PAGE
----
It must be understood that rain that comes on the earth is something that comes due to the grace of God and through His agency. As we have seen, disturbing of the seasons and withholding of rain or sunshine is considered evil and a curse, but rain coming in its seasons is a blessing that comes from God. Note the following texts:

“But the land that you are going over to possess is a land of hills and valleys, which drinks water by the rain from heaven, a land that the Lord your God cares for. The eyes of the Lord your God are always upon it, from the beginning of the year to the end of the year. And if you will indeed obey my commandments that I command you today, to love the Lord your God, and to serve him with all your heart and with all your soul, 14 he will give the rain for your land in its season, the early rain and the later rain, that you may gather in your grain and your wine and your oil. 15 And he will give grass in your fields for your livestock, and you shall eat and be full. Deuteronomy 11:11-15 ESV)

“The Spirit of the Lord speaks by me; his word is on my tongue. The God of Israel has spoken; the Rock of Israel has said to me: When one rules justly over men, ruling in the fear of God, he dawns on them like the morning light, like the sun shining forth on a cloudless morning, like rain that makes grass to sprout from the earth.” (II Samuel 23:2-4 ESV)

Give the king your justice, O God, and your righteousness to the royal son! May he judge your people with righteousness, and your poor with justice! Let the mountains bear prosperity for the people, and the hills, in righteousness! May he defend the cause of the poor of the people, give deliverance to the children of the needy, and crush the oppressor! May they fear you while the sun endures, and as long as the moon, throughout all generations! May he be like rain that falls on the mown grass, like showers that water the earth! In his days may the righteous flourish, and peace abound, till the moon be no more! (Psalm 72:1-6 ESV)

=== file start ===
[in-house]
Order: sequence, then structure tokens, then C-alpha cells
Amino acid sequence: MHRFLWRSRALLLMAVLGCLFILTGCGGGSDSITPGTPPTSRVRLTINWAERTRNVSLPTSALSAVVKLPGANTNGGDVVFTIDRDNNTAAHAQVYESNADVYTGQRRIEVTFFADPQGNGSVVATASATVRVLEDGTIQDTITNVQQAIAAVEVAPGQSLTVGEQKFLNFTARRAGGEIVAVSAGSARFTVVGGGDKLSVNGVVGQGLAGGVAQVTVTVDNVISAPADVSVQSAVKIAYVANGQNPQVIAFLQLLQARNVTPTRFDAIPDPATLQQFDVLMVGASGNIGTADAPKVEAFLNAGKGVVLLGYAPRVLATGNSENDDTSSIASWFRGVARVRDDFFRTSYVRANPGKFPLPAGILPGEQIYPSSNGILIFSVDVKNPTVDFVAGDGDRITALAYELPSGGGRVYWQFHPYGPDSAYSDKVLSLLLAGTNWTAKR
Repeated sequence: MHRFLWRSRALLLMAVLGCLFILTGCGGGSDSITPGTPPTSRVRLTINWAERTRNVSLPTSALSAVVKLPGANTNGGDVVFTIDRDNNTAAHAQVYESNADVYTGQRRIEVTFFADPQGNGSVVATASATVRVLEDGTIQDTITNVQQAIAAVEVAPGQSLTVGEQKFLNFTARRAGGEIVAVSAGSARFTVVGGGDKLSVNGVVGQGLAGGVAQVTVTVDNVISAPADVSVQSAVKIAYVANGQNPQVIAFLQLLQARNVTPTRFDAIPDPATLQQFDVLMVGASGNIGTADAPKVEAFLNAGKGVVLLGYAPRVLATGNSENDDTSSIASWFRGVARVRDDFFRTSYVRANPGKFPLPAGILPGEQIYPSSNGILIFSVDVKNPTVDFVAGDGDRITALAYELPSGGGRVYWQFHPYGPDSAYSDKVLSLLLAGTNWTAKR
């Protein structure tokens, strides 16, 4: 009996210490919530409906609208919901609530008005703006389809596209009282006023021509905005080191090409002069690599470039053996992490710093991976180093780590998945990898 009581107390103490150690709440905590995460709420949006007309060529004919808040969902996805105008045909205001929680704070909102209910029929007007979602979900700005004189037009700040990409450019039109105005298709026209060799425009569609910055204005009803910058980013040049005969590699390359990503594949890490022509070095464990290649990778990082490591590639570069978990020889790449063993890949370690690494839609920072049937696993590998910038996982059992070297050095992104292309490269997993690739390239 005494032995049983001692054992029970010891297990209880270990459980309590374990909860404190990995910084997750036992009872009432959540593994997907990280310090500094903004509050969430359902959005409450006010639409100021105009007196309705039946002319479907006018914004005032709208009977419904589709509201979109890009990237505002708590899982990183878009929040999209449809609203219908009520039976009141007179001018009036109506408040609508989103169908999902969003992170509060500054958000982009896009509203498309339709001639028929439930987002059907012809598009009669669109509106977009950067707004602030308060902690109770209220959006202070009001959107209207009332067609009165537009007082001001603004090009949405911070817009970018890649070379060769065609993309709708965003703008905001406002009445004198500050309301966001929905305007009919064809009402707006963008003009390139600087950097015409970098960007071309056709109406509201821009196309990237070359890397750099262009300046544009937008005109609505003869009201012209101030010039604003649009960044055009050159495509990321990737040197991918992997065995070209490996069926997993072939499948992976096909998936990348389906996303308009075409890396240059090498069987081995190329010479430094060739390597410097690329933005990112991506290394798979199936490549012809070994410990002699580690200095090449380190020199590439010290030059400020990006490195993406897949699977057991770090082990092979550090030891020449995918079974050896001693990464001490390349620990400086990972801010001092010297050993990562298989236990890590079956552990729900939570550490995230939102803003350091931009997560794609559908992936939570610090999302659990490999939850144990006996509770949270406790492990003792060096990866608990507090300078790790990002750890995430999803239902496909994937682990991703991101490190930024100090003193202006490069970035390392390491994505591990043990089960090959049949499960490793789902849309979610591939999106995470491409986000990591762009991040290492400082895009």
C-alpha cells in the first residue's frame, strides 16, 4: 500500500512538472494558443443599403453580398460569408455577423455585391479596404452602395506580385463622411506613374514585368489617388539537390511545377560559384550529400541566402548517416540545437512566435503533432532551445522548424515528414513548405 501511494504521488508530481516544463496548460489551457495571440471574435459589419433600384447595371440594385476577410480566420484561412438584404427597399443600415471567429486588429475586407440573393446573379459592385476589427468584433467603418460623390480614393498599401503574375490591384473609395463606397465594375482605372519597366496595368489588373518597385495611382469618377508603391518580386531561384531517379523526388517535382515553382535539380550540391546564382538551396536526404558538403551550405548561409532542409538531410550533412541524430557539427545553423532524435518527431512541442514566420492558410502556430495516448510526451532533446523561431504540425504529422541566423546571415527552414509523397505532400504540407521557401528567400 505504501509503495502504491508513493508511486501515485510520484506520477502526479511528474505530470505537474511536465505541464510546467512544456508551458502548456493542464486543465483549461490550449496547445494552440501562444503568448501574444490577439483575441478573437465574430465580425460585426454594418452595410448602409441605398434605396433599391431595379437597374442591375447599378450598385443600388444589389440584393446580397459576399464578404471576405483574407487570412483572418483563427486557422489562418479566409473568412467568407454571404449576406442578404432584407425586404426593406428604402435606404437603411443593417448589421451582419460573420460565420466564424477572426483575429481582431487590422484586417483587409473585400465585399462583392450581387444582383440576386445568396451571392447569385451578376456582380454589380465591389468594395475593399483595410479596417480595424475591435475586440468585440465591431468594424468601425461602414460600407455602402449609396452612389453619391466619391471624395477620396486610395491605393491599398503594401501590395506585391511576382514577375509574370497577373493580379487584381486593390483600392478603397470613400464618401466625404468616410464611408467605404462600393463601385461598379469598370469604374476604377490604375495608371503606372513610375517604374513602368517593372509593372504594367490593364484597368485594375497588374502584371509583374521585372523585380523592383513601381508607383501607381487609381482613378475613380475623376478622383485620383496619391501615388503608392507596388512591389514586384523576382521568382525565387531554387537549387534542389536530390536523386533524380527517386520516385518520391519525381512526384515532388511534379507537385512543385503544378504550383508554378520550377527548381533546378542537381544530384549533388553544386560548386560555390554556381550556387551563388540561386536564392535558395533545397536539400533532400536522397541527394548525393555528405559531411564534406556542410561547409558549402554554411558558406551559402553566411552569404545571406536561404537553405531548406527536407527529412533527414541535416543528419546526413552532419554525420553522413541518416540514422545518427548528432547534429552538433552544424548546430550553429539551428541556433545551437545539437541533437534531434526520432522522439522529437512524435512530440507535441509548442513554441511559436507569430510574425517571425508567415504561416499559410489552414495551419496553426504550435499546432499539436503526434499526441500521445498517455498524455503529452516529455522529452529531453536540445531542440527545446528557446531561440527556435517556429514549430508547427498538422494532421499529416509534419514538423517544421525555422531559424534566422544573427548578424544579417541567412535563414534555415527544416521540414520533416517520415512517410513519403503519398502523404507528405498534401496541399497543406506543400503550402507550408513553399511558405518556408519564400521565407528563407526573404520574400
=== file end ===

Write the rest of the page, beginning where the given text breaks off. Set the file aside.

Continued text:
“Give ear, O heavens, and I will speak, and let the earth hear the words of my mouth. May my teaching drop as the rain, my speech distill as the dew, like gentle rain upon the tender grass, and like showers upon the herb. For I will proclaim the name of the Lord;
ascribe greatness to our God! “The Rock, his work is perfect, for all his ways are justice. A God of faithfulness and without iniquity, just and upright is he. (Deuteronomy 32:1-4 ESV)

These texts point to God’s use of rain in blessing mankind. He also speaks in Deuteronomy 11 of the withholding of rain being a curse for the sins of the children of Israel if they went to worship other deities.

Changes in God’s dealing with man relative to rain shown
by Jesus in the New Testament

Now, we can see in the context of the law of Moses that rain was considered a blessing and would be given to the righteous believer who followed God’s ways. While this is indeed the case, we can note in the Gospel of Matthew a little difference in the teaching of Jesus and he clearly pointed this out in His Sermon on the Mount in the text we referred to earlier.

“You have heard that it was said, ‘You shall love your neighbor and hate your enemy.’ But I say to you, Love your enemies and pray for those who persecute you, so that you may be sons of your Father who is in heaven. For he makes his sun rise on the evil and on the good, and sends rain on the just and on the unjust. For if you love those who love you, what reward do you have? Do not even the tax collectors do the same? And if you greet only your brothers, what more are you doing than others? Do not even the Gentiles do the same? 48 You therefore must be perfect, as your heavenly Father is perfect.” (Matthew 5:43-47 ESV)
Here Jesus takes the existing laws of Moses and magnifies them to the extreme.

Christ while teaching in the flesh was really placing the capstone on the Mosaic system of living by the Law. Indeed, Christ was prophesied to be a "second Moses" with all the power and authority of Moses to be a legislator. Note the textual indications which shows this: